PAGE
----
Mr. Enriquez was rushed to Bellevue Hospital, where he died.
Mr. Enriquez, 48, a native New Yorker who had been on his way to brunch, rarely traveled on the subway, first because of the pandemic and later because of concerns about the system’s safety, said his longtime partner, Adam Pollack. He was one of many New Yorkers who have avoided the system since March 2020, both because of remote work and safety concerns: Ridership is only about 60 percent as high as before the pandemic.
A researcher with the Goldman Sachs investment bank, Mr. Enriquez often preferred to take Ubers into Manhattan from his Park Slope home, Mr. Pollack said. He had only recently begun taking the train on weekends because surge pricing was so high, Mr. Pollack said.
When asked to talk about Mr. Enriquez, Mr. Pollack looked down, shook his head, and said that he was grieving.
The eldest of five children, Mr. Enriquez was a beloved uncle, known for taking nieces and nephews for ice cream and out to amusement parks when he visited. He could speak several languages and had once embarked on a genealogy project tracing 500 years’ worth of his family’s history in Mexico.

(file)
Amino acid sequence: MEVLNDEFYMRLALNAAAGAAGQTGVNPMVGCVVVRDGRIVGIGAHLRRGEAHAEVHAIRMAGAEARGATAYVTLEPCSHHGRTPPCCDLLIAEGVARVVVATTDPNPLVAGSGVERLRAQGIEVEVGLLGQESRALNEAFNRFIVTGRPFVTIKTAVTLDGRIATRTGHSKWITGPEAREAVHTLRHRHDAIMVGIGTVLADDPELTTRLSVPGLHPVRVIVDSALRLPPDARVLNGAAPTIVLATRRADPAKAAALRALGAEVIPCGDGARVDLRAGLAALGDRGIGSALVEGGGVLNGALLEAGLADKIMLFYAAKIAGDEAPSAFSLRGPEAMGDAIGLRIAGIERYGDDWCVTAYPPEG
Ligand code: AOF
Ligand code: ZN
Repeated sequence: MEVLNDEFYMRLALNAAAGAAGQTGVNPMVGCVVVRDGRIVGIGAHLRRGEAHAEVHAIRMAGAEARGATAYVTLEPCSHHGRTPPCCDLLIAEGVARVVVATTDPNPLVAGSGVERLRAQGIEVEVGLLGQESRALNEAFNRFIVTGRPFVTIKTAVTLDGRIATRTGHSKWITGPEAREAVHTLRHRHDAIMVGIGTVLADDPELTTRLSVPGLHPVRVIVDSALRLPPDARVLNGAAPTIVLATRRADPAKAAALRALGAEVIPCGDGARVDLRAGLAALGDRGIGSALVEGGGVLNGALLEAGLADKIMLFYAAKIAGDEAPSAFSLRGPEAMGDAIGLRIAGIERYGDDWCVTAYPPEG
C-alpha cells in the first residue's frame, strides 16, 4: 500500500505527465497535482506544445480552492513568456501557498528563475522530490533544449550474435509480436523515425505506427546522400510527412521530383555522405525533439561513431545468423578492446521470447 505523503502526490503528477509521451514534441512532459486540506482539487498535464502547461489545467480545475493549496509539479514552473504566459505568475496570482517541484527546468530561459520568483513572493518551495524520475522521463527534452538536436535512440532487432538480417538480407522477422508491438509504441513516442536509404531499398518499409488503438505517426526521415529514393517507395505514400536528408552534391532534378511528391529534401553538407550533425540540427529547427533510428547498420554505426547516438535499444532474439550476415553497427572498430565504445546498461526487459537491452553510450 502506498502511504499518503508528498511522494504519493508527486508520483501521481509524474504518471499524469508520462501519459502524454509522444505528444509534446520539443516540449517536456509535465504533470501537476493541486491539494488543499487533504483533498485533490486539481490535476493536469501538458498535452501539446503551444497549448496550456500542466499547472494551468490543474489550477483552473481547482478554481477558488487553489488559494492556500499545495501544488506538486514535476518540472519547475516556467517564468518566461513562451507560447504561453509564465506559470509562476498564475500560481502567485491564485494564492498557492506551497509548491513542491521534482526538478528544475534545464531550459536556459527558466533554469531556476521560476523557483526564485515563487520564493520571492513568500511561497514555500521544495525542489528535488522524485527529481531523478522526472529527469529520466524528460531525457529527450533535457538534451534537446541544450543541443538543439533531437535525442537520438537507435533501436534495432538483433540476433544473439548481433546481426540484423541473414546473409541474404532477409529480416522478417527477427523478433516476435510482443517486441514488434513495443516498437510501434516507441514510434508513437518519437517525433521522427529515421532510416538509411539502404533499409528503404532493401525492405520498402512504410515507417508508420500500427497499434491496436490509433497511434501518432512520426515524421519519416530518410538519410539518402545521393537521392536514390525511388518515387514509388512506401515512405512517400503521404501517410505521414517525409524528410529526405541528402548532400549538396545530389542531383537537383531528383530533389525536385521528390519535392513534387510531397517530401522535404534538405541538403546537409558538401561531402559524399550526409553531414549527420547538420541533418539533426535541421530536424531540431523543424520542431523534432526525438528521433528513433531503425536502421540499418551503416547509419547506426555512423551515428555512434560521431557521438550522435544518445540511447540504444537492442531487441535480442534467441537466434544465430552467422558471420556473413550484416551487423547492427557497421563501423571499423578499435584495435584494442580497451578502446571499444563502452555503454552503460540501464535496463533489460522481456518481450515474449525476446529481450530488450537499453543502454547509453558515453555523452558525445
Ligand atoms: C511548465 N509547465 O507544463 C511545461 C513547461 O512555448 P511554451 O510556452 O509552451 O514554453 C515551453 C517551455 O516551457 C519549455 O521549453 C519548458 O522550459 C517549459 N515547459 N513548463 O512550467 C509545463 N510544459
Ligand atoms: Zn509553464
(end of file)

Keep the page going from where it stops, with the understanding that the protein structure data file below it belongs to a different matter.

“He was a special, jovial guy,” Mr. Enriquez’s sister, Griselda Vile, said of him. “He’s definitely one of a kind.”
He was on his way to meet his younger brother for brunch on Sunday morning, said another sister, Ruth Enriquez de Tiburcio.
Mr. Enriquez boarded the Q train and was over the East River about 11:40 a.m. when a fellow passenger, who described a man pacing up and down the last car of the train, said he heard a sound like a firecracker. The pacing man had suddenly pulled out a firearm and had shot Mr. Enriquez. There had been no previous interaction between the men, the police said.